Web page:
Wednesday, February 02, 2022

Something interesting in development...

I have a bad feeling about all this, more about flags of convenience, and in the "a whole lot of kelp in our future" department...

One big issue I have with folks designing multihulls these days is that hardly anyone is thinking about smaller, more affordable cruising boats. 

If you get into your way-back machine, you'll see there was a pretty active trade in small affordable cruising cats with designs like the Heavenly Twins, Hirondelle, Prout Sirocco, Catalac, and Iroquois to name a few production cats. At the same time, just about every multihull designer around were designing 26-30 foot boats for home builders.

What happened?

The market is still there for smaller designs if the mail I get is any kind of indicator whenever I write about smaller multihull designs.

Now, I sorta/kinda understand why purveyors of cats and tris focus on big buck clients because they want the big bucks, and folks with lots of money want bragging right with their boats.

The why of what's keeping designers from designing smaller boats is a whole different thing. Designing for home builders has always been about stock plans. The idea is that if someone wants a specific type of boat and they hire a naval architect to design it, the rights to the design remain with the architect who can sell it as a stock plan for a lot less than it cost to come up with. A good example is when I commissioned Phil Bolger to design Loose Moose 2. I paid a large (to me at least) chunk of money to Phil to design the boat and afterwards Phil continued to sell the plans for about 10% of what I paid.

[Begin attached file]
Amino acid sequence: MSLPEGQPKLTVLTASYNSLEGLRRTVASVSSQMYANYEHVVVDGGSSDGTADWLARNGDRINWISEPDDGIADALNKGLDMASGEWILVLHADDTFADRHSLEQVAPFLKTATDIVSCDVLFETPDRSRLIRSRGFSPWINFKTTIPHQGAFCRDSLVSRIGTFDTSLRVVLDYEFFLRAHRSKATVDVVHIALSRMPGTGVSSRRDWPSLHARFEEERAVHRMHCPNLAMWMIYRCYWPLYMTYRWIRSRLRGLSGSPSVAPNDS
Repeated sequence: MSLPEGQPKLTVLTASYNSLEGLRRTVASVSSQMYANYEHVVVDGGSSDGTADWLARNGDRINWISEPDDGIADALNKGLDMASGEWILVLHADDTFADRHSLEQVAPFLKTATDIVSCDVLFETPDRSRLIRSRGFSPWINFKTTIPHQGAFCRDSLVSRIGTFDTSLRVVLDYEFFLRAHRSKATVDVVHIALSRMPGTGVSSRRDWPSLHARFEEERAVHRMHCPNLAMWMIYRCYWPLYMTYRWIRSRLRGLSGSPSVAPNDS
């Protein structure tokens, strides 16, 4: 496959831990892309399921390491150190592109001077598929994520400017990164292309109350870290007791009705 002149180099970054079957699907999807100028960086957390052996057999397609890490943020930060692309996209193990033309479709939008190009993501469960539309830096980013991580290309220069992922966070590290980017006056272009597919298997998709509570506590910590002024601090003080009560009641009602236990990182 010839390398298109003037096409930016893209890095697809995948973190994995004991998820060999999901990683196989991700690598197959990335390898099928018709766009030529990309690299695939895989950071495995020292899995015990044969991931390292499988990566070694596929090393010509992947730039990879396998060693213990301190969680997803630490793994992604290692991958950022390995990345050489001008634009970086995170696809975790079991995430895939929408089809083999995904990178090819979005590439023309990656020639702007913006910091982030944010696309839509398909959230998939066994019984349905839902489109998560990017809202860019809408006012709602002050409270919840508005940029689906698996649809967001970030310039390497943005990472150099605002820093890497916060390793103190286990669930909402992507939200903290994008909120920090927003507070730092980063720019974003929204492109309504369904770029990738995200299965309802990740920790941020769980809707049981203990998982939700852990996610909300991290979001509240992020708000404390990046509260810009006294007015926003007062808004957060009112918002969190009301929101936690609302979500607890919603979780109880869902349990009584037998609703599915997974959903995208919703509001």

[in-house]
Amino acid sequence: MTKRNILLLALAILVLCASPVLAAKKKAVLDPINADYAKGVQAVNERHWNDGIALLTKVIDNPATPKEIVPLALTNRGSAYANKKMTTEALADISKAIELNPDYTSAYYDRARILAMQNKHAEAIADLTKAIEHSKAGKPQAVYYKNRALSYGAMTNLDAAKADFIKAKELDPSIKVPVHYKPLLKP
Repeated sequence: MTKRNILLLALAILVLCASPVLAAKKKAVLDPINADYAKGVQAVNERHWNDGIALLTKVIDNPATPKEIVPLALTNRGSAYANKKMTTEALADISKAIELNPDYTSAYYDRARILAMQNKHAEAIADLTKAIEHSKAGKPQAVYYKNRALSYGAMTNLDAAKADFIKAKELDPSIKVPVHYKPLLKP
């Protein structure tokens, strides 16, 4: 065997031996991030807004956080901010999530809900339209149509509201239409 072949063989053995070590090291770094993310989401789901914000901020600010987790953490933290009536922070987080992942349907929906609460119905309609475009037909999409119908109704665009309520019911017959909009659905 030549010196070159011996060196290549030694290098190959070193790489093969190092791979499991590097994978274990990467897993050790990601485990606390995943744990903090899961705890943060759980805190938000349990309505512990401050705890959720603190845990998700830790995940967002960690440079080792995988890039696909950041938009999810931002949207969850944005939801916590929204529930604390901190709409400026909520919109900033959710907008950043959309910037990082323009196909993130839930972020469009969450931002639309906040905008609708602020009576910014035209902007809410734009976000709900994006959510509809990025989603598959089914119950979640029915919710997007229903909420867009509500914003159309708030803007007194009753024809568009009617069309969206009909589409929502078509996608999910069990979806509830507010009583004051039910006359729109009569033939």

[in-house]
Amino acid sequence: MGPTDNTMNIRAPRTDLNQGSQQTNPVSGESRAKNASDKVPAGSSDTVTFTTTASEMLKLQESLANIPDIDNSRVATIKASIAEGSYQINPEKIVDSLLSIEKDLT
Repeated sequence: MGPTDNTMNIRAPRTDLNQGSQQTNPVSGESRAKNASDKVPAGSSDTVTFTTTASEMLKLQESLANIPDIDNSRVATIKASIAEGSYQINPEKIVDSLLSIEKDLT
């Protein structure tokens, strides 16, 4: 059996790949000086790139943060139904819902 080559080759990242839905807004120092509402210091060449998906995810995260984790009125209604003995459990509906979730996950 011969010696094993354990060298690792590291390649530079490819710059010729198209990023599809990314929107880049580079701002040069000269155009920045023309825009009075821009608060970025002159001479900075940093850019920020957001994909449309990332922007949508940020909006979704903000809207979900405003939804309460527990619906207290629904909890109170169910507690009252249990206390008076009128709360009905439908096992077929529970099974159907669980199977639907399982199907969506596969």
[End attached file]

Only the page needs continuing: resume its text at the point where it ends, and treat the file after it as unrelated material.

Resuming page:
The cool thing about stock plans is that for the designer, if done right, it's pretty much all profit for very little work because the design work has already been paid. For the buyer of stock plans, it's great because they are getting a good plan for 10% of what it would cost if they had commissioned the design directly with the naval architect.

So far so good.

The problem arises in that most folks who can afford to commission a design don't want a small cruising cat or tri, while the folks who do want one can't afford to commission. This leaves us with a few designers working on spec; 90% who work on spec are doing so to lure clients who want big expensive designs. Resulting in a whole lot of hungry designers drawing 50-foot condomarans on spec and leaving a big hole in the market where small affordable designs should be.

We're lucky that there are a few architects that are into their craft and art, rather than the big buck payoff.

Which is why I really like it when I get an email with a work in progress like this...

Michael Schacht has an interesting biplane cat design in development that has me excited. For starters, it's 26-feet and with about the same accommodation as a Wharram Tiki 30, with either a lug or junk rig.

I'll repeat that last part: lug or junk rig! Be still my foolish heart.

What's not to like?

Granted, not everyone is like me and groks just how great an open bridgedeck, biplane lug-rigged catamaran would be. It has it own character, aesthetic, and unlike what most people think a modern cat should look like. For those of that ilk, I'll point you to Michael's Ghibli design. It's well worth taking a look at.

I'll be watching the development of this new design closely and will share more info as I get it.

Listening to Crumb

So it goes...